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Seeing the world through a gender lens—statistics bring gender equality into focus

Gender equality is taking an increasingly visible place at the heart of national and international development policymaking.

As it becomes ever more clear that effective, sustainable development depends on a genuine inclusion of gender concerns in all areas, policymakers are finding that they need more statistical evidence on gender equality to help them design and assess their policies.

Statistics that are disaggregated by sex, as well as those which deal with topics that have a particular gender dimension—such as gender-based violence, labour force participation and time use— are known as gender statistics. On 13-17 May UNECE, in partnership with the Swiss Federal Statistical Office and UN Women, held a week of gender statistics events to guide national statistical offices across the UNECE region towards better production, communication and use of gender statistics.

Nearly a hundred gender statisticians gathered for the Work Session on Gender Statistics, in which experts shared research and new approaches in a range of topic areas, including the use of gender statistics in policymaking and policy monitoring; implementation of the Sustainable Development Agenda from a gender perspective; gender and trade; and communicating gender statistics.

Recognizing that greater inclusion of a gender angle in statistical systems depends on widespread support throughout government and beyond, UN Women led a session on institutional mechanisms to support gender statistics. Albania, Kazakhstan and OECD’s Paris 21 shared insights about how such support can be garnered. They stressed the need for both gender issues and statistics to be included in national legislation.

In a keynote speech, Sylvie Durrer, head of the Swiss Federal Office for Gender Equality made a powerful plea for the experiences of women and girls to be taken into account when collecting, compiling and disseminating data so that policies can be designed in ways that reflect these experiences: “Those that are invisible in data are also invisible in policies”. A panel of experts representing statistical producers, government, academia and international organizations joined her to debate what more statistical producers need to do to ensure that the statistics they produce are used to bring about real change in gender equality.

Gender statistics as a component of UNECE statistical work is far from new—the first joint UNECE/INSTRAW meeting on Statistics and Indicators on the Role and Situation of Women took place in Geneva in March 1985—and it continues to serve as a platform for identifying cutting-edge themes where statistics are lacking or where there are no internationally-agreed concepts and definitions. Participants in the 2019 Work Session called on UNECE to coordinate further work to guide countries in the statistical measurement of gender identity. A capacity development workshop for countries of Eastern Europe, the Caucasus and Central Asia on 13-14 May highlighted the need for further international cooperation to improve the measurement of women’s entrepreneurship, a fundamental driver of economic growth, social inclusion and poverty reduction for which statistics are all too often ‘gender blind’.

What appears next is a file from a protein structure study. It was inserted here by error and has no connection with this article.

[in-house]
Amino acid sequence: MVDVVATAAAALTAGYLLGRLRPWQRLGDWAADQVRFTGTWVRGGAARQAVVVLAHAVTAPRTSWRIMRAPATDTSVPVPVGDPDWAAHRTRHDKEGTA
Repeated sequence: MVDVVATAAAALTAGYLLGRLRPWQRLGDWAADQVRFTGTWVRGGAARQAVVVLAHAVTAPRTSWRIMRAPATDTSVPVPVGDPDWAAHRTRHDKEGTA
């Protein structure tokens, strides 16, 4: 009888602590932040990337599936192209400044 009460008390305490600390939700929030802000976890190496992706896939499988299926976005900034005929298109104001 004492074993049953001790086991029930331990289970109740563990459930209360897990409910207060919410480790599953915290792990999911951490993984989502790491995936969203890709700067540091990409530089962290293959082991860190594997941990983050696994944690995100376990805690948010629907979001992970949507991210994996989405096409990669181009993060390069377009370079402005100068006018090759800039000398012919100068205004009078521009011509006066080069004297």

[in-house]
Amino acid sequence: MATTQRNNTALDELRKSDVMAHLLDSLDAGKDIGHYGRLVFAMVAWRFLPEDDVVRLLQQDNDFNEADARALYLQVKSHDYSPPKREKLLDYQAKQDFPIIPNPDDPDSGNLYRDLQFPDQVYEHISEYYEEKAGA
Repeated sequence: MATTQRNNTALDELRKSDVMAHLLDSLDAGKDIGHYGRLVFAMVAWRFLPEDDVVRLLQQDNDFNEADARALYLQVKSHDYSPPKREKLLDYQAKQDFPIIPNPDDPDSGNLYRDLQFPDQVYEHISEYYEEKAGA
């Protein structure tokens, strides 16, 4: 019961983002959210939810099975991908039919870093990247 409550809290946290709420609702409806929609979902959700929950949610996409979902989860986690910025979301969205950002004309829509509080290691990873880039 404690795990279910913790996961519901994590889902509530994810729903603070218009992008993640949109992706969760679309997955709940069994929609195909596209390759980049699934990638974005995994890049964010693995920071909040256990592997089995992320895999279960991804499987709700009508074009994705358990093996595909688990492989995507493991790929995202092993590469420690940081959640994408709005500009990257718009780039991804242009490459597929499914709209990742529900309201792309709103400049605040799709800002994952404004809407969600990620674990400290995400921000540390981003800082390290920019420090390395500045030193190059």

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Papers and presentation slides presented at the Work Session and Workshop are available at bit.ly/unecegenderstats2019 and bit.ly/unecegenderstats_eecca2019.

Political representation is far from equal

On average 27 per cent of members of national parliaments and 27 per cent of government ministers were women, in UNECE countries with data for 2017. Only 22 per cent of core ministers were women. In Switzerland, the host country for the events, 32.5% of national parliamentarians are women.

Having children impacts women’s employment much more than men’s

The difference between men’s and women’s employment rates for people aged 25-49 who don’t have children is small (1.4 percentage points on average across countries with data for 2017). But for those with children aged under 3, the difference is almost 40 percentage points: women are much more likely than men to drop out of the labour force when they have young children. The more children they have, the more pronounced is the gender difference.

In Switzerland, almost a quarter (23.3%) of couple households with a young child aged 0-3 consist of a man working full time and a woman not working. A further 47.8% consist of a man working full time and a woman working part time.

Adolescent fertility remains high in parts of the UNECE region

In Tajikistan, Kyrgyzstan and Azerbaijan, the rates of live births to young women aged 15-19 in 2017 were 31, 34 and 46 per thousand, respectively. Teenage pregnancy puts the health of young women and their babies at risk, and limits educational and career opportunities.

Home-making is still ‘women’s work’

Among people aged 15 or older who were economically inactive in 2017, 93 per cent of those who gave ‘home-making’ as the main reason for their inactivity were women.

Data are from the UNECE Statistical Database, www.unece.org/data, which contains internationally comparable data on a range of sex-disaggregated and gender-relevant indicators for monitoring the state of gender equality across the UNECE region, and from the Swiss Federal Statistical Office ‘On the way to gender equality, 2019’.